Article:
That is not to say that there isn't some happiness in mere survival and certainly some in the process of creating and rearing new life. But, this is not the kind of happiness that those preaching simplicity mean. They mean an enduring, deeply felt and persistent sense of satisfaction in an entire way of life.

A friend who used to serve very wealthy clients for a Wall Street brokerage firm once remarked that even as clients doubled or tripled their wealth, they seemed no happier. Such is the drive for dominance that many people continually seek invidious comparisons with others. Even though such comparisons may bring about enhanced social status, they do not seem to result in any deeper contentment.

Whether that part of us which allows us to find happiness with less, which allows us to loosen the chains of our drive for dominance and replace them with cords that bind us to others for mutual benefit--whether such an outlook will be awakened among more than a small sliver of the population is an open question. The evidence is not promising. The ruthless tend to get ahead and are often held up as examples of how to live.

But the story isn't over. With the challenges that humans now face in climate change, resource depletion, soil degradation, water scarcity and myriad other issues impinging on human survival--all of which have their origins in excessive energy use--we may find that the cooperative and abstemious strains within us may be called to the fore. Or we may find that these problems simply lead to a Hobbesian war of all against all.

So, the question is: Do we--meaning the human species as a whole--have any choice in the matter? Or are we as a species destined to live by the Maximum Power Principle to its seemingly inevitable and calamitous conclusion--a story in which the drive for maximum energy gain is no longer adaptive, but rather dangerous to the continued existence of humankind?

Our actions will be our answer.

Kurt Cobb is an author, speaker, and columnist focusing on energy and the environment. He is a regular contributor to the Energy Voices section of The Christian Science Monitor and author of the peak-oil-themed novel Prelude. In addition, he has written columns for the Paris-based science news site Scitizen, and his work has been featured on Energy Bulletin (now, The Oil Drum,, Econ Matters, Peak Oil Review, 321energy, Common Dreams, Le Monde Diplomatique and many other sites. He maintains a blog called Resource Insights and can be contacted at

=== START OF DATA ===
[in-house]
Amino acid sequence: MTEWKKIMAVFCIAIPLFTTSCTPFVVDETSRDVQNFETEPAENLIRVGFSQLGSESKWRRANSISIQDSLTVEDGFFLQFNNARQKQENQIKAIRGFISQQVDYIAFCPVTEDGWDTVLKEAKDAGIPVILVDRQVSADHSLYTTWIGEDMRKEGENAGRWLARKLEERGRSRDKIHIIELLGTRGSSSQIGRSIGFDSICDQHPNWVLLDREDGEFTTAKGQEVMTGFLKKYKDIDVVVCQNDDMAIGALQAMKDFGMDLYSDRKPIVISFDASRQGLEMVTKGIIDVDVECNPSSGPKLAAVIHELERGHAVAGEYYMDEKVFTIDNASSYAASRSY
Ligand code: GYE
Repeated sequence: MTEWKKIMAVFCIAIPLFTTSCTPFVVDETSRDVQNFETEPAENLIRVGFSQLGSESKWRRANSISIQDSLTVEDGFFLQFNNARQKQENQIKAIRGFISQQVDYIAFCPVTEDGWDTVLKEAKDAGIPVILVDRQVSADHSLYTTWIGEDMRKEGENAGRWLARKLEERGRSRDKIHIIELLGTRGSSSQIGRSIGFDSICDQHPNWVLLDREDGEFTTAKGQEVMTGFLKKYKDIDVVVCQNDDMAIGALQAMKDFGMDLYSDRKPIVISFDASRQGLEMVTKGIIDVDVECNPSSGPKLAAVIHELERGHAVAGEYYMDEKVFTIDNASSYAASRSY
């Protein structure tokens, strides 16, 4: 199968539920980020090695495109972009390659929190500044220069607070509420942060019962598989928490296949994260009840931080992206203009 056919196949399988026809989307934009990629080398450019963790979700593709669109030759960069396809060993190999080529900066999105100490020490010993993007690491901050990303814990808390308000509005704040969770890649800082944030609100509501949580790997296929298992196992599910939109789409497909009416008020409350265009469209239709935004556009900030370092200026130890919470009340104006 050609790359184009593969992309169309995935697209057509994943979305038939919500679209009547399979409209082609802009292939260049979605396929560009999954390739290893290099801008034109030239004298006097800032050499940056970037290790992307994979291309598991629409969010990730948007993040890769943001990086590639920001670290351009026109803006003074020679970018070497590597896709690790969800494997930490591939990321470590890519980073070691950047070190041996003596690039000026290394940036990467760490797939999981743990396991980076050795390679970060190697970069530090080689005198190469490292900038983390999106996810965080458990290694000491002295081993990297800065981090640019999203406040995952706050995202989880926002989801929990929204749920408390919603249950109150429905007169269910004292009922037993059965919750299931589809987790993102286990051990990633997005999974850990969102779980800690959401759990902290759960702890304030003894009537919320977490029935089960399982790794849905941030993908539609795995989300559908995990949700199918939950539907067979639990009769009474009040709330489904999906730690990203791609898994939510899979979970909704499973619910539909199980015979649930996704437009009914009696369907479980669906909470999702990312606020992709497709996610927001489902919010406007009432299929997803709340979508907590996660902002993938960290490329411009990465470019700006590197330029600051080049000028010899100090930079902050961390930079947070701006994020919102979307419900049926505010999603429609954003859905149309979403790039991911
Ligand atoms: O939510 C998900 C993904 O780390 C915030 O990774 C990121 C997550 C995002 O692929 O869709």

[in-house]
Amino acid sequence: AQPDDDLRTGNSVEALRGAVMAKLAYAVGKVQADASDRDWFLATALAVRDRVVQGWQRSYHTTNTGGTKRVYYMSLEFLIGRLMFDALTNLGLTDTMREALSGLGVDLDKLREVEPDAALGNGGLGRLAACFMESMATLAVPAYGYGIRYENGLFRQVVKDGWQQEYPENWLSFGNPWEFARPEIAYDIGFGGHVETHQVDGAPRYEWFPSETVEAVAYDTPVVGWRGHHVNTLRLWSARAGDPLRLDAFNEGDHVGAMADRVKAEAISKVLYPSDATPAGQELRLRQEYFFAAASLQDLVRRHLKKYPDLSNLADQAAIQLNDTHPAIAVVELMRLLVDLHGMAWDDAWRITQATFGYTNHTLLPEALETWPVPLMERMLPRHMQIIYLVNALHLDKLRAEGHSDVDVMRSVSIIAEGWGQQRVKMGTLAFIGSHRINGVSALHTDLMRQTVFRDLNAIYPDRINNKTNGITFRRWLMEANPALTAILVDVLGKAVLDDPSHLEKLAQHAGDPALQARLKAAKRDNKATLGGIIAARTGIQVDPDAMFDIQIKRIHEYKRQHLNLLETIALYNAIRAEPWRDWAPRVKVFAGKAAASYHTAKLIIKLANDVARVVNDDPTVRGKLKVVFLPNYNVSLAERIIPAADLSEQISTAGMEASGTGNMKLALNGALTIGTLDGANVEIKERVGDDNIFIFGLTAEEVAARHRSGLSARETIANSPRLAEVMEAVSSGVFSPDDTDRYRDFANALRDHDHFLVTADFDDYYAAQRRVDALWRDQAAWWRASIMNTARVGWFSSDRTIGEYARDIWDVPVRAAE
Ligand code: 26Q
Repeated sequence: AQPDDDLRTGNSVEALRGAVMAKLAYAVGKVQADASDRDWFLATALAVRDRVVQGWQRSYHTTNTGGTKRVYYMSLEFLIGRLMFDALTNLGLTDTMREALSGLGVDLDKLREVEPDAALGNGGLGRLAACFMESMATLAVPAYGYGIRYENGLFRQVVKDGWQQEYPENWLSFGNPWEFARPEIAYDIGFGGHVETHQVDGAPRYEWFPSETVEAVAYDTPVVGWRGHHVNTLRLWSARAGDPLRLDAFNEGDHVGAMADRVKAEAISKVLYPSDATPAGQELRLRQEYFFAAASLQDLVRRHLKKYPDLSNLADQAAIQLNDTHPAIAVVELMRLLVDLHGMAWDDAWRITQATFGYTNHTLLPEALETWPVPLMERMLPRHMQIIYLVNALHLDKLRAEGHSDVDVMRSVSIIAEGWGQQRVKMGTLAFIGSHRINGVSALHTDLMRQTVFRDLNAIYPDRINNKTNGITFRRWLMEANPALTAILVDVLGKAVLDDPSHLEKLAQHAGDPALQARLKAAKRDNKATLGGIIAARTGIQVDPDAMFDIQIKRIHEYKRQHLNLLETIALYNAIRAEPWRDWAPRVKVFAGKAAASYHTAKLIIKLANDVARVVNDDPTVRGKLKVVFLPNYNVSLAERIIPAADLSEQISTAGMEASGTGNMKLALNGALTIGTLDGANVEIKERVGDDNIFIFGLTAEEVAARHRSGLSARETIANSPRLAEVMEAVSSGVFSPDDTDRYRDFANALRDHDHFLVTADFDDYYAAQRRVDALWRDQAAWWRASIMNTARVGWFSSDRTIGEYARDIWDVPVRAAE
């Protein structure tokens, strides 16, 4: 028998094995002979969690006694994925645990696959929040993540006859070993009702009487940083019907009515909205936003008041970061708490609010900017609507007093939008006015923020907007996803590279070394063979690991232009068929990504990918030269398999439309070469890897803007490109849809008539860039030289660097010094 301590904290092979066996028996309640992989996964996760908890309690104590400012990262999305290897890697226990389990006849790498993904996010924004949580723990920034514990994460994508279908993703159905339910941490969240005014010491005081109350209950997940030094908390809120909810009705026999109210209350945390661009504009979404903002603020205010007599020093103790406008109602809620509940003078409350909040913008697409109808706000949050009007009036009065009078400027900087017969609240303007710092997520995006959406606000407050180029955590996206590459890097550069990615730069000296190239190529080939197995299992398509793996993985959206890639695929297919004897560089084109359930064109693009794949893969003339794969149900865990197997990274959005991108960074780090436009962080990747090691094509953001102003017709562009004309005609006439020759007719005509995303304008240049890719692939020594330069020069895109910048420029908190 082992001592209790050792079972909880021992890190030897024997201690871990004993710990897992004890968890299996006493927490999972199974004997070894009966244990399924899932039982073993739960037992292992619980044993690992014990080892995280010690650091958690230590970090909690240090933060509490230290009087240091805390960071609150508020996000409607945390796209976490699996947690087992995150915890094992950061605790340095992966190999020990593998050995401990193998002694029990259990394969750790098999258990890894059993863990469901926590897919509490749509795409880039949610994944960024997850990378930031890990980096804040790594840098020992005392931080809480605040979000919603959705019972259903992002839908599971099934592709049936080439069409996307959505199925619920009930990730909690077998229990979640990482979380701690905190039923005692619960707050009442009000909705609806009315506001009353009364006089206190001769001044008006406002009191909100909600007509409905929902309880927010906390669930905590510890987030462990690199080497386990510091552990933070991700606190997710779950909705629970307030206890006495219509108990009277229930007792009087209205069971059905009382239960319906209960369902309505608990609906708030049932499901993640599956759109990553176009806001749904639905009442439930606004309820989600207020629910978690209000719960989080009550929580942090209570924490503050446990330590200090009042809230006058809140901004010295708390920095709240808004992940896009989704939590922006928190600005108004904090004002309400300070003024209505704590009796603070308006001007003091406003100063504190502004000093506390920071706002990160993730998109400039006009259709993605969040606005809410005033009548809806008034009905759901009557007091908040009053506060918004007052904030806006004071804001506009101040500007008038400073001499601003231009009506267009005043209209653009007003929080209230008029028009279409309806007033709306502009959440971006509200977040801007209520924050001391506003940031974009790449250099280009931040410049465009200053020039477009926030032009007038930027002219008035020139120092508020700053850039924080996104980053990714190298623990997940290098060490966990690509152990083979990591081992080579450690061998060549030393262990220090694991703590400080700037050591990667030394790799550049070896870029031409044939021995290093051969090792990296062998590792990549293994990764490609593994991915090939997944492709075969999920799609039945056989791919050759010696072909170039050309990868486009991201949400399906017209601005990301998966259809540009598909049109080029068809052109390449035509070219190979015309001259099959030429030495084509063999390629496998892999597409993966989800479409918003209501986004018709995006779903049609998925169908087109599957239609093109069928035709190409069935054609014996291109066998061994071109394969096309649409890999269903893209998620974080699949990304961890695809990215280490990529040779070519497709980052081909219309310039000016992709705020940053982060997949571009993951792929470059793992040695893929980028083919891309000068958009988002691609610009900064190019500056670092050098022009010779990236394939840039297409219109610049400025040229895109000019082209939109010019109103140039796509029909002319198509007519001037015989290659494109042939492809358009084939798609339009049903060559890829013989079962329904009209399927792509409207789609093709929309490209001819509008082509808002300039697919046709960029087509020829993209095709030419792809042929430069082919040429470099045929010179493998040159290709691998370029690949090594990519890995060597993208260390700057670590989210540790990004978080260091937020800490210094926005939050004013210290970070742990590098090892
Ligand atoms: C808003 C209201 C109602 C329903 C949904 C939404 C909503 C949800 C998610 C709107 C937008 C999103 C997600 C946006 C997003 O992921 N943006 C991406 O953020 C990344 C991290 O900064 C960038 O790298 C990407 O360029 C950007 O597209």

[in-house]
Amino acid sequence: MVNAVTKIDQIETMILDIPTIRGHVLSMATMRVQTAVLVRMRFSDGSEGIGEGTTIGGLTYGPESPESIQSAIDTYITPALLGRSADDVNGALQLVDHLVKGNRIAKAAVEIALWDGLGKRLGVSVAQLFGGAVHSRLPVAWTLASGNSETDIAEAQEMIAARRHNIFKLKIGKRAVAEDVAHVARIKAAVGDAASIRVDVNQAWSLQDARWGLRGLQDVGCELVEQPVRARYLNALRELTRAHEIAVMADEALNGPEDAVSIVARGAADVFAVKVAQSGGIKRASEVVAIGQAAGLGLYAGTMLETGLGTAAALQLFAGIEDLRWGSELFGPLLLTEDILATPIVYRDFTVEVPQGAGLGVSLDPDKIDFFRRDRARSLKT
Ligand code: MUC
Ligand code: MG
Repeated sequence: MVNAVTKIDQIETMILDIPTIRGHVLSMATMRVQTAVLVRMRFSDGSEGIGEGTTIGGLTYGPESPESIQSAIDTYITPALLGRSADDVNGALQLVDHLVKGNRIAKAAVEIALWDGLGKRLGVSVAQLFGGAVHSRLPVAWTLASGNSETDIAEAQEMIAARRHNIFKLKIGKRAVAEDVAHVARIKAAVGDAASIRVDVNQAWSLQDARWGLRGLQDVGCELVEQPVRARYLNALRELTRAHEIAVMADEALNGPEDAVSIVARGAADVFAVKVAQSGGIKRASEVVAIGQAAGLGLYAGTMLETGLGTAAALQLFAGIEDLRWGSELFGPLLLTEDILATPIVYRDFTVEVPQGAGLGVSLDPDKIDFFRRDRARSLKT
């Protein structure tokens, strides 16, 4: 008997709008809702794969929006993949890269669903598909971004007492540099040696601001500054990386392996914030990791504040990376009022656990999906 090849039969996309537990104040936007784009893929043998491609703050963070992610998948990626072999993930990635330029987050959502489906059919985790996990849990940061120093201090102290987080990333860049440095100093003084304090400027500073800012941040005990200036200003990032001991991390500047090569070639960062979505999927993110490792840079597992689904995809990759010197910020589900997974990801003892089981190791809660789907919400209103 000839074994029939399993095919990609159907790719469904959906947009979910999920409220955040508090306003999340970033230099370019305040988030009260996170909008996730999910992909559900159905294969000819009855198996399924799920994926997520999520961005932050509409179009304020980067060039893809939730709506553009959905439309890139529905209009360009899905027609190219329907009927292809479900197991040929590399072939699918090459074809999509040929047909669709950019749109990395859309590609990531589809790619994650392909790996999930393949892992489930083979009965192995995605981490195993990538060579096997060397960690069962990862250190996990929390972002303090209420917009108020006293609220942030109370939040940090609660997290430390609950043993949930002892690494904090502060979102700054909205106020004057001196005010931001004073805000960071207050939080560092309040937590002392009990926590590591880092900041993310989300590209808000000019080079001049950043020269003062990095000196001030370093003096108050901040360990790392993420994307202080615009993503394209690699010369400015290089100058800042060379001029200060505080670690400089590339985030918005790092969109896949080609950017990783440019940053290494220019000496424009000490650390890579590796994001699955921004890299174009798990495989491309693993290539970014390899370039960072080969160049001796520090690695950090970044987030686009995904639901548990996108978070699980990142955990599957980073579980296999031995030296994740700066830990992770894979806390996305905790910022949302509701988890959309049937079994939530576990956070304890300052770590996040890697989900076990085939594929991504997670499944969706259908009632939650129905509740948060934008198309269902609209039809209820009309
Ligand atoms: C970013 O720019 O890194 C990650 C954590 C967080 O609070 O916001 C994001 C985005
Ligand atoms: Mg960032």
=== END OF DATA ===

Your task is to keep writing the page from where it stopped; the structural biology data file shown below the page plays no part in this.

EnonZ said...

Humans also have a long tradition of egalitarian gift economies. Among other things, these traditions seem to have evolved to keep acquisition and accumulation within the limits of a local ecology. A restraint on the maximum power principle.

Joe said...

Jared Diamond's 'The World Until Yesterday' is a good survey of the varieties of tribal societies. It shows that there is plenty of human capacity for altruism and cooperation within a tribal group. Between tribes there is mostly stiff competition or outright war, almost all of which is caused by conflict over food resources.

Many of the same patterns held as states emerged after the development of large scale agriculture. Just think of the number of walled towns and castles built all over Europe and Asia.

It does seem that the only thing that constrains the human propensity to acquire more and more resources is conflict with other humans. This should not be surprising. The "drive for maximum energy gain" is practically the definition of being alive. So I doubt that we can change our essential nature, no matter how much danger it presents to the biosphere (and ourselves).

Unknown said...

A wonderful essay as always and goes along with the thoughts I've been having about how to live in a responsible manner while having one foot in the present BAU paradigm and another in what obviously will be a very energy constrained and perhaps even ascetic future. Where does one go from here? Also an open question.

Bytesmiths said...

Is this really what Odum's "Maximum Power Principle" is about?

To me, it means that some balance of of sunken cost and current income must be struck. It would require infinite resources to achieve 100% efficiency, for example. No known photosynthesizing life form captures and stores more than 8% of the light falling on it — and most are only at a couple percent. This enables the plant to accumulate structure and to dissipate more energy, such as an acorn tree that produces perhaps a hundred thousand times as many acorns as are necessary for mere propagation.

So the MPP does not state that the optimal point occurs my grabbing as much as possible; it says there is always a trade-off between power and empower.

It appears to me that the "greed" that Cobb decries actually ignores the MPP, by optimizing for current income, whereas many indigenous traditional societies are much more successful in balancing investment with income.

Or perhaps I'm just missing something in the article...

Kurt Cobb said...

Thanks for the thoughtful comments.

I agree with EnonZ that there appear to be counterweights to the maximum power principle in society and the individual. Otherwise, our society would be the Hobbesian war of all against all.

And, there is an important distinction for most people between in-groups and out-groups as Joe points out. Out-groups simply don't rate as much assistance and cooperation from us and generally are regarded as competitors for resources.

I agree with stihlhead that once you understand this issue and have a desire to "live in a responsible manner" you are instantly divided in two. It is quite a juggling act, one which I put voice to in an old essay entitled Peak Oil Mind: Juggling Two Realities.

The MPP is tricky and I suggest that Bytesmiths check out the description given by the Encyclopedia of Earth.

I agree that it may be inadvisable to extract energy and resources at the maximum rate possible IF your aim is longevity. But if your aim is actually to maximize your current power, then this is a rational course.

The MPP does not state that a system will optimize its energy gain, only that it will seek to maximize energy gain within the constraints of the system. There is an optimal tradeoff between power and efficiency in any system, but there is no guarantee that any particular organism within the system will reach and maintain that optimal tradeoff.